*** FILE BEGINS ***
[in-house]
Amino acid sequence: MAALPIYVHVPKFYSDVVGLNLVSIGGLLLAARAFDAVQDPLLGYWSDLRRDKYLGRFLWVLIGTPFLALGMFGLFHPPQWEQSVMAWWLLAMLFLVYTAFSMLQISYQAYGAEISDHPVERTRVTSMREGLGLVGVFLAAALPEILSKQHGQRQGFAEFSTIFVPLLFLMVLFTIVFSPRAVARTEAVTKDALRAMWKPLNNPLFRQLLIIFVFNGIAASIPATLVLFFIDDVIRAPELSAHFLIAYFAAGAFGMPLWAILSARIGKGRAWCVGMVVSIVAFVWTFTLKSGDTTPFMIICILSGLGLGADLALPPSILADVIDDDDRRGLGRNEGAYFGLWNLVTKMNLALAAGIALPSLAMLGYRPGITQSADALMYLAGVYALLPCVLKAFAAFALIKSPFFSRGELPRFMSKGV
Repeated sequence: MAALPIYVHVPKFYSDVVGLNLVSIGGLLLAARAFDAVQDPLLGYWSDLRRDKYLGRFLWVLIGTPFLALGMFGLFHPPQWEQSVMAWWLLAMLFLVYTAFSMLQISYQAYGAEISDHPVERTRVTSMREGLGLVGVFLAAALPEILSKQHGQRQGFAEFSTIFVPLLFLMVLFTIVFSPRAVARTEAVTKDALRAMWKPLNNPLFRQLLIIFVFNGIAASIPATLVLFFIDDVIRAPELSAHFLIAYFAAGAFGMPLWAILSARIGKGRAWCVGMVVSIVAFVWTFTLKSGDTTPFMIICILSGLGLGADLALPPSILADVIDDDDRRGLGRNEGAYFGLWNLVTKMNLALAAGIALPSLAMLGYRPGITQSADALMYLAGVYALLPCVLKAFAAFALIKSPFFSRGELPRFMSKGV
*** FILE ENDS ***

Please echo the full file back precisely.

[in-house]
Amino acid sequence: MAALPIYVHVPKFYSDVVGLNLVSIGGLLLAARAFDAVQDPLLGYWSDLRRDKYLGRFLWVLIGTPFLALGMFGLFHPPQWEQSVMAWWLLAMLFLVYTAFSMLQISYQAYGAEISDHPVERTRVTSMREGLGLVGVFLAAALPEILSKQHGQRQGFAEFSTIFVPLLFLMVLFTIVFSPRAVARTEAVTKDALRAMWKPLNNPLFRQLLIIFVFNGIAASIPATLVLFFIDDVIRAPELSAHFLIAYFAAGAFGMPLWAILSARIGKGRAWCVGMVVSIVAFVWTFTLKSGDTTPFMIICILSGLGLGADLALPPSILADVIDDDDRRGLGRNEGAYFGLWNLVTKMNLALAAGIALPSLAMLGYRPGITQSADALMYLAGVYALLPCVLKAFAAFALIKSPFFSRGELPRFMSKGV
Repeated sequence: MAALPIYVHVPKFYSDVVGLNLVSIGGLLLAARAFDAVQDPLLGYWSDLRRDKYLGRFLWVLIGTPFLALGMFGLFHPPQWEQSVMAWWLLAMLFLVYTAFSMLQISYQAYGAEISDHPVERTRVTSMREGLGLVGVFLAAALPEILSKQHGQRQGFAEFSTIFVPLLFLMVLFTIVFSPRAVARTEAVTKDALRAMWKPLNNPLFRQLLIIFVFNGIAASIPATLVLFFIDDVIRAPELSAHFLIAYFAAGAFGMPLWAILSARIGKGRAWCVGMVVSIVAFVWTFTLKSGDTTPFMIICILSGLGLGADLALPPSILADVIDDDDRRGLGRNEGAYFGLWNLVTKMNLALAAGIALPSLAMLGYRPGITQSADALMYLAGVYALLPCVLKAFAAFALIKSPFFSRGELPRFMSKGV